Uploading an image with curl
How you upload the image depends on the application receiving it. You have two options. You can either upload simulating an HTML form or you can upload the data in raw bis and bytes.
In the case of an HTML form, you use the
If you want to upload the image in binary mode using the
parameter, in which case the server expects whatever is POSTed to it
to be the image data and nothing else:
$ curl -v --data-binary @pictures/ice-cream.jpg \ --header "content-type: image/jpeg" \ http://editor1:8080/webservice/publication/rohan/binary/image
In my experience, you must use the
--data-binary option, neither
--data-raw will do. This took me a whole day to figure
PUTing a file with curl
The most important parameters for PUTing a file are
-T for the file and -X to specify
PUT HTTP method.
$ curl -I \ -u user:pass \ -T /tmp/user.xml \ -X PUT \ -H "Content-Type:application/atom+xml;type=entry" \ -H "If-Match:*" http://myserver.com/users/id/10
Of course, it might be that you don't need the headers I needed here, or that you need different ones. -H is how you specify them in any case.
Seeing what a site looks like as an iPhone
To see what the site looks like as a particular user agent, e.g. an iPhone, you can do the below. I find this very useful for testing the mobile version of web sites I'm developing.
$ curl \ --header "User-Agent: Mozilla/5.0 (iPhone; U; CPU iPhone OS 4_3_3 like Mac OS X; en-us) AppleWebKit/533.17.9 (KHTML, like Gecko) Version/5.0.2 Mobile/8J2 Safari/6533.18.5" \ --dump-header - \ http://mywebsite.com/
I also add
--dump-header - to see the server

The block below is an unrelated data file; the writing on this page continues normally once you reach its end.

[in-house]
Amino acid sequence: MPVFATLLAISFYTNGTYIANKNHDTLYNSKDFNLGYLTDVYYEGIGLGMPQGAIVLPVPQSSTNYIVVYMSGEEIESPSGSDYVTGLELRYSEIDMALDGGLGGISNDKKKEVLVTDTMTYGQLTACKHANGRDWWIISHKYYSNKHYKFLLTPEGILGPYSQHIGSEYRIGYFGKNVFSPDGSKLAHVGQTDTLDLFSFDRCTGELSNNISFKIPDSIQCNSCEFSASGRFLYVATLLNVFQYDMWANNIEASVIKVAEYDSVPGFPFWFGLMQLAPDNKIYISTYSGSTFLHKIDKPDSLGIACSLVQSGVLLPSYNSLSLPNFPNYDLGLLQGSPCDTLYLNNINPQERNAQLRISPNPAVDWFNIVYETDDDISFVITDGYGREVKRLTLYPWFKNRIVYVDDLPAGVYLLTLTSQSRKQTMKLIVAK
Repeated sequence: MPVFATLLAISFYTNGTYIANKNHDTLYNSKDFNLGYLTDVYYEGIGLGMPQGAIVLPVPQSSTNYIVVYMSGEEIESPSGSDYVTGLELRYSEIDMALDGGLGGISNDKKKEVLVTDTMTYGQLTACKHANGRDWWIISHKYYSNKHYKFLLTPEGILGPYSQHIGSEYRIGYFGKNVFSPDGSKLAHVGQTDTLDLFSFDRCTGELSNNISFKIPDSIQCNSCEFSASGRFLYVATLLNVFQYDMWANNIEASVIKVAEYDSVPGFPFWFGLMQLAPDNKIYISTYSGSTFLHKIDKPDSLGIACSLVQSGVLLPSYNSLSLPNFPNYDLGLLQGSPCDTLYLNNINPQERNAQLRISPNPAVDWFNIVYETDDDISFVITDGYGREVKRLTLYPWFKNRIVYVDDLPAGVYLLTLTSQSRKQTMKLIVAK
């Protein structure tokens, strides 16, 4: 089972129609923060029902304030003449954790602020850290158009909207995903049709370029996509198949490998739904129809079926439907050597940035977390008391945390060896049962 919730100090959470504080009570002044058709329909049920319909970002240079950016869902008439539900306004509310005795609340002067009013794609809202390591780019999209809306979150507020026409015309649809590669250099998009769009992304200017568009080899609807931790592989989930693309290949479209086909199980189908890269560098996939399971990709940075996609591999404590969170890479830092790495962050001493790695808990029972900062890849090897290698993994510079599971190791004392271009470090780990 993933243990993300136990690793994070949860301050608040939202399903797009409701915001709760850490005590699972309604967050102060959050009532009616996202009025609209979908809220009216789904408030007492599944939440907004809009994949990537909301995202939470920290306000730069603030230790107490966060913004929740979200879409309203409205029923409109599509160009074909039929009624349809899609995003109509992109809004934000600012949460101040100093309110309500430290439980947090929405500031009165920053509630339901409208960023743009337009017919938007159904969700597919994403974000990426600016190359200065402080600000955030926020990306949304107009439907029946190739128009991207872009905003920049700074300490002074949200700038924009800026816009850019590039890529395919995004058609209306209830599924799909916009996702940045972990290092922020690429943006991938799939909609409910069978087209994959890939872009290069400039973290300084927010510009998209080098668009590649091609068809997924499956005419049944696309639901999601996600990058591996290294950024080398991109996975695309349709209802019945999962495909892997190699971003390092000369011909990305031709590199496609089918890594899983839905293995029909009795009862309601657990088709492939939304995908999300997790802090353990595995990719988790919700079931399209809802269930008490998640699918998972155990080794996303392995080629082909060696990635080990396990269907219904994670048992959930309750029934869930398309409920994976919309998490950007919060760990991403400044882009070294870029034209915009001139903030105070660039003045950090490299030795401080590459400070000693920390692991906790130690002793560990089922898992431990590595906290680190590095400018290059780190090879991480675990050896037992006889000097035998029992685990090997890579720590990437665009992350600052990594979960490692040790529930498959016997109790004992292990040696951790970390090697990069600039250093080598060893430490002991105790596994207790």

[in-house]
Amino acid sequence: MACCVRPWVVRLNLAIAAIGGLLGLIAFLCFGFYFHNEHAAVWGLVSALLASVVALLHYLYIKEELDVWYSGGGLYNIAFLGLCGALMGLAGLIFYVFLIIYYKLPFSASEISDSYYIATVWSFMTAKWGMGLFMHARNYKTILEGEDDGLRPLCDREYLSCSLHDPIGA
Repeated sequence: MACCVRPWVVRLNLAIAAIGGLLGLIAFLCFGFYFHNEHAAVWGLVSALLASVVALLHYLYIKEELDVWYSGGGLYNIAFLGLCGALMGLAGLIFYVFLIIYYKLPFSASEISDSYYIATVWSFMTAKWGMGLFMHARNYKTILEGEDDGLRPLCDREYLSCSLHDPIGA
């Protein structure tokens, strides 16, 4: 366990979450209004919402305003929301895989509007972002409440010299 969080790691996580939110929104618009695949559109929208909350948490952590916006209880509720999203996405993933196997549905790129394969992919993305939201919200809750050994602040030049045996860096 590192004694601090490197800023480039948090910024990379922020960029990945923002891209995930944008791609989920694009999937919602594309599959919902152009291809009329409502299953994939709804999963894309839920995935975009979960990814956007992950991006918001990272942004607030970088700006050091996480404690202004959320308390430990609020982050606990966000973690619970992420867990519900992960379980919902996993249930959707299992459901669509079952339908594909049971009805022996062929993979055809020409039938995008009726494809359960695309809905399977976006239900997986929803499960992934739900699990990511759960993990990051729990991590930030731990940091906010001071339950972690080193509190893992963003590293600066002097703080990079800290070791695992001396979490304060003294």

response headers, essential when setting up servers and
developing web applications :-)
Working with PAC files
As far as I know, neither
curl has PAC support since PAC is implemented in
But fear not! There's a pretty good solution. It's possible to both get PAC based HTTP proxy configuration, proxy password protection and digest autentication working with your favourite command line web ciient.
First, set the
http_proxy variable to the proxy
server that your PAC file resolves too. If your PAC offers
several proxies depending on the requested URL, you have to
script around it. There's
libproxy-tools, but I
couldn't get it to work, hence, I just update the
http_proxy variable whenever I need it:
If your proxy is using digest based authentication instead of
basic authentication, you must pass the
--proxy-digest flag to curl.
The hostname you want to access does not need to be resolvable by your local host, it's enough that it's resolvable by the machine running the web proxy:
$ curl --proxy-digest http://internal.mycompany.com/
If you look at the response headers, you'll see that
curl needs to make two requests, one to get the
challenge from the proxy server, and one to let through the
request to the backend.
So there you are, you're now (almost) free from the shackles of corporate world HTTP limitations!